Scholia Reviews ns 15 (2006) 40.

Gottskálk Jensson, The Recollections of Encolpius: The Satyrica of Petronius as Milesian Fiction. Ancient Narrative: Supplementum 2. Groningen: Barkhuis Publishing, 2004. Pp. xii + 327. ISBN 90-807390-8-1. Euro65.00.

J. L. Hilton
Classics, University of KwaZulu-Natal, Durban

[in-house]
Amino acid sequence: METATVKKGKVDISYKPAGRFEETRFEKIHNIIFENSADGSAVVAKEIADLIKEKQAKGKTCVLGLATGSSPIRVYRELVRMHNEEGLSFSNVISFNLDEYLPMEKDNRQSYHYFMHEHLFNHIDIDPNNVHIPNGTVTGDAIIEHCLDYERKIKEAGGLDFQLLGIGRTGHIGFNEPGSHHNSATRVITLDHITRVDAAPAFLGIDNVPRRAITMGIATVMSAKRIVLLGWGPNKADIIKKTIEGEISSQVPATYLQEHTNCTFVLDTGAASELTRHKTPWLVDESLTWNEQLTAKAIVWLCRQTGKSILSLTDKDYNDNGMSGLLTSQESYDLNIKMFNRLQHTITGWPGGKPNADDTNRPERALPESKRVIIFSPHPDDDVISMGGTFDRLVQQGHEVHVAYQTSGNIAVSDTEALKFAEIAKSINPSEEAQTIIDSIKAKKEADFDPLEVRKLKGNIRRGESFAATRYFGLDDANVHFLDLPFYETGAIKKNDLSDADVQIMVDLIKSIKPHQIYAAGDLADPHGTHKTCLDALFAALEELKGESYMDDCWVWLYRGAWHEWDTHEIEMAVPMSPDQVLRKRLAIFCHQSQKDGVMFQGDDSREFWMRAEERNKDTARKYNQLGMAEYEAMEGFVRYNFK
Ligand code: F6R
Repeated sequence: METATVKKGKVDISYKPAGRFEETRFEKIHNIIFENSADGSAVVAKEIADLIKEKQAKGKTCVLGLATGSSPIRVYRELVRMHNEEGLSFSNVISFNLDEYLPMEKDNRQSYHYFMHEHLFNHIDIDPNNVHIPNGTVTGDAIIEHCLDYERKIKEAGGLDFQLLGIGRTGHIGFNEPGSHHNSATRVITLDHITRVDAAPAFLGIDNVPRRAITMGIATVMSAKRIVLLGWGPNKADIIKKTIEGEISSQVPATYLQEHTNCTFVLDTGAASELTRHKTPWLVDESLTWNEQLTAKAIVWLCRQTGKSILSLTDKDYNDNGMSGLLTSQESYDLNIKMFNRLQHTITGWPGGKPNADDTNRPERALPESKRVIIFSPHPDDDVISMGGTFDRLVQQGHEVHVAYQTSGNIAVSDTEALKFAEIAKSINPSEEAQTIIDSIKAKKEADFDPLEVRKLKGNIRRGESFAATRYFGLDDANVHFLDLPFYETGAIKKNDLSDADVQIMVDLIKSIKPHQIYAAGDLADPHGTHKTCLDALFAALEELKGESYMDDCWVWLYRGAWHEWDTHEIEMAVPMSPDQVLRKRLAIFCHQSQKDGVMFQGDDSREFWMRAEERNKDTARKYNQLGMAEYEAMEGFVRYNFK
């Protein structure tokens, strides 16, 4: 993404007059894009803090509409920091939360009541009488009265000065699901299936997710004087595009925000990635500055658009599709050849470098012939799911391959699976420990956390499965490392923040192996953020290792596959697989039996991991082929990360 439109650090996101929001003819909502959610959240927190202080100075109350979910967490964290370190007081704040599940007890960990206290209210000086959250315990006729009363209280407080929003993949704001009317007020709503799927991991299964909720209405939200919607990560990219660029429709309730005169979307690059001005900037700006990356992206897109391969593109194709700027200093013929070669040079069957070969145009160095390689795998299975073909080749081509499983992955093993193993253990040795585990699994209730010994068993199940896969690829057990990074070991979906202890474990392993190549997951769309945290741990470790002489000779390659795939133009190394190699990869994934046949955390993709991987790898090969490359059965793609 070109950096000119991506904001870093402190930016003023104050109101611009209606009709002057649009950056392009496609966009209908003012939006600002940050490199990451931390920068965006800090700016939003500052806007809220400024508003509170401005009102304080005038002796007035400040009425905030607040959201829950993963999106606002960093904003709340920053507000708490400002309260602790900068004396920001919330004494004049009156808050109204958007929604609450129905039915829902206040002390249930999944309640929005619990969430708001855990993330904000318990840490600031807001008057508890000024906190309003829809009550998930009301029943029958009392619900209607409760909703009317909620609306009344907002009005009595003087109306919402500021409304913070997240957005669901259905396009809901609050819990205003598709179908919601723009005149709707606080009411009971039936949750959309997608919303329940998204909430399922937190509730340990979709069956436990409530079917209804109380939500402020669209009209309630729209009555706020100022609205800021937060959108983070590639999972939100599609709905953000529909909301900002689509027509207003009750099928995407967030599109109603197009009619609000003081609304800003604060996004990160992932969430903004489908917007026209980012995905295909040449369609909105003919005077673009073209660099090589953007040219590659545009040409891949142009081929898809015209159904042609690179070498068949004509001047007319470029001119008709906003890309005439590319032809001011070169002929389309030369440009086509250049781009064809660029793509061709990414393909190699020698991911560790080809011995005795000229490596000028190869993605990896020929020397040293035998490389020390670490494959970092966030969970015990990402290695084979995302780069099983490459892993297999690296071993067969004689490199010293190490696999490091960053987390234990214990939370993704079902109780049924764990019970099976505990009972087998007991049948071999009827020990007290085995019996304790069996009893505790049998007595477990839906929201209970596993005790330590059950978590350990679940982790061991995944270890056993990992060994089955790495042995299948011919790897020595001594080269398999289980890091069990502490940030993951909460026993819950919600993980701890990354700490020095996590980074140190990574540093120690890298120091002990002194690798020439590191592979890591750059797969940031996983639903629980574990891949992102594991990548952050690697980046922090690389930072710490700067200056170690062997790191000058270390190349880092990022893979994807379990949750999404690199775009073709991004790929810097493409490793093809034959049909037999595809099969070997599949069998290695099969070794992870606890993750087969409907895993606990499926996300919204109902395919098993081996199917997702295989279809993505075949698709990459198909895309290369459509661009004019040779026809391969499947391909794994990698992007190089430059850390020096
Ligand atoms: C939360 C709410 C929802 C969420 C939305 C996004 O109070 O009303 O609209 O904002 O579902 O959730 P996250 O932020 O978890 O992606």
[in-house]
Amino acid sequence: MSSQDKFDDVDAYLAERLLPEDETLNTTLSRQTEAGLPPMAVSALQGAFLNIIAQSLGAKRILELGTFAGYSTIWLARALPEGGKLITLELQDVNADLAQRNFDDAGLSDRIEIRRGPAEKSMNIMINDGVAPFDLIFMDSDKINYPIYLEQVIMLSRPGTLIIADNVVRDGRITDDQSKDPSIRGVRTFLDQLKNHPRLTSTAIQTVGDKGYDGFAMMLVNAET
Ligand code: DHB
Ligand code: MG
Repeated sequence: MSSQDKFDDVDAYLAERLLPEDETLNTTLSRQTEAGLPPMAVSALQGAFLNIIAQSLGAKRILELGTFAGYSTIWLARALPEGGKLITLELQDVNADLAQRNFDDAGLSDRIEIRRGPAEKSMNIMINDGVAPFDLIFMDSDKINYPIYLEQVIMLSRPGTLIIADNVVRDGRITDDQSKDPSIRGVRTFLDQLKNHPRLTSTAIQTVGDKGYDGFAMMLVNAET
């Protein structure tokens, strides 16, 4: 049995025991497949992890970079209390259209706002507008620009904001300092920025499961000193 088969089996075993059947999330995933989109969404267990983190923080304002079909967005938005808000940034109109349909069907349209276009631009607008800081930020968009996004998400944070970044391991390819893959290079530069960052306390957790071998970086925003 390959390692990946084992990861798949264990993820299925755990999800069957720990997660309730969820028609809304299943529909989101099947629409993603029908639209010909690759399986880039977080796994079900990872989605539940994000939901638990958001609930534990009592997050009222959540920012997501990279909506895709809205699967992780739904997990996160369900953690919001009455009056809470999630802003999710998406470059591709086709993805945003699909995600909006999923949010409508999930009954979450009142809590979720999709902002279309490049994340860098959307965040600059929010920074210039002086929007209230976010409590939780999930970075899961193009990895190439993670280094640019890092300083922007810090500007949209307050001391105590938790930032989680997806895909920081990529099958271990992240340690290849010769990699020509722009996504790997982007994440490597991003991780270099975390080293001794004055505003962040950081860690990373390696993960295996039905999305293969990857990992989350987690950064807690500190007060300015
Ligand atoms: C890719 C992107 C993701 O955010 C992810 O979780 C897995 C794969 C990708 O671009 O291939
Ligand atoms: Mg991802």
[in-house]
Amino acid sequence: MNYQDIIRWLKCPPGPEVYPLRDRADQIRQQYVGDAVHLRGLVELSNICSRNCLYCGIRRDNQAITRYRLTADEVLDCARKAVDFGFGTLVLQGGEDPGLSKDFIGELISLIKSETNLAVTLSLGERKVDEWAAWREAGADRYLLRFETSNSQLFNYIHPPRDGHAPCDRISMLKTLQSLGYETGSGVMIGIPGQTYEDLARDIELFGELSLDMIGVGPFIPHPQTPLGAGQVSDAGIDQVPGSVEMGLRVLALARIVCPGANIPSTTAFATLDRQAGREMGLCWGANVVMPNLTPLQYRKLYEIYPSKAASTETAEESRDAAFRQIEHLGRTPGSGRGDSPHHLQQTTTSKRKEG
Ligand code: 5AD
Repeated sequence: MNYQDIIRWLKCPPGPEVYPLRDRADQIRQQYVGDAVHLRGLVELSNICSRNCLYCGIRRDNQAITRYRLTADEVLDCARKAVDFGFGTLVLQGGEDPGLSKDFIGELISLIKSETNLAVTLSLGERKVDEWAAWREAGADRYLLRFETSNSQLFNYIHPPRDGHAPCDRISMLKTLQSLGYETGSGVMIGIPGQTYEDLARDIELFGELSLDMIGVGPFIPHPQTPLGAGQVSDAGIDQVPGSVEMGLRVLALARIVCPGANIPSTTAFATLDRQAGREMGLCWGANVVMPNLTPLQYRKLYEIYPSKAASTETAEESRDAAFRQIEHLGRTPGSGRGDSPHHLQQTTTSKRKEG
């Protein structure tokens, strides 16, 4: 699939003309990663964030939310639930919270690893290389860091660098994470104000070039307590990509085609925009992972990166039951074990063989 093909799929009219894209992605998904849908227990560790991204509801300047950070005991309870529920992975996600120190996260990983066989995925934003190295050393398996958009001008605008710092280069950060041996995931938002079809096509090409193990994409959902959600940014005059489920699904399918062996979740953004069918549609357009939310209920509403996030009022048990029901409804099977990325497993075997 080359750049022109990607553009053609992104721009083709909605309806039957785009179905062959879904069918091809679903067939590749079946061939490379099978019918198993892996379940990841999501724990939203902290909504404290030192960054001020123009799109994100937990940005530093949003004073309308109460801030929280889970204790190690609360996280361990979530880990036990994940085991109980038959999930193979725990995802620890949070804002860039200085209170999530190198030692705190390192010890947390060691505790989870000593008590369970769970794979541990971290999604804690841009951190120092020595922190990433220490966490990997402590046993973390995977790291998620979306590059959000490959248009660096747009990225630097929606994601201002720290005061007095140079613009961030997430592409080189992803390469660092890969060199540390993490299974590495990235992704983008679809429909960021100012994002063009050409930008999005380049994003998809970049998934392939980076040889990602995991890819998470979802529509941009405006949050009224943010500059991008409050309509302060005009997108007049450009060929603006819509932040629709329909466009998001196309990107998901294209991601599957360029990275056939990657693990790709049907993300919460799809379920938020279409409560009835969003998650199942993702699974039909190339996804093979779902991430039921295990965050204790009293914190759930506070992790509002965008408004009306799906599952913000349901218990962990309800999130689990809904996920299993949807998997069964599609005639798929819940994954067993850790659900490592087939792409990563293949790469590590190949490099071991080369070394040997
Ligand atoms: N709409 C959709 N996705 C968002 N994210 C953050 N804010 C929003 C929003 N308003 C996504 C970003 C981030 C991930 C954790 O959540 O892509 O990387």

This book is an addition to the impressively produced series of supplements to Ancient Narrative.[[1]] Jensson has three main objectives: to present a reading of the Satyrica as 'the mimetic performance of its fictional auctor Encolpius . . . an ancient "road novel" told from memory by a Greek exile'; to reconstruct the story; and to argue that it is a Roman rewriting of 'a lost Greek text of the same title' that belongs to the 'oldest type of Greco-Roman novel, known to antiquity as Milesian fiction' ('Abstract', p. 329, see also the prospectus to the book on pp. 26-28). The structure of the work reflects these aims and has three parts: 'Narrative' (pp. 1-83), 'Story' (pp. 87-187), and 'Genre' (pp. 189-301).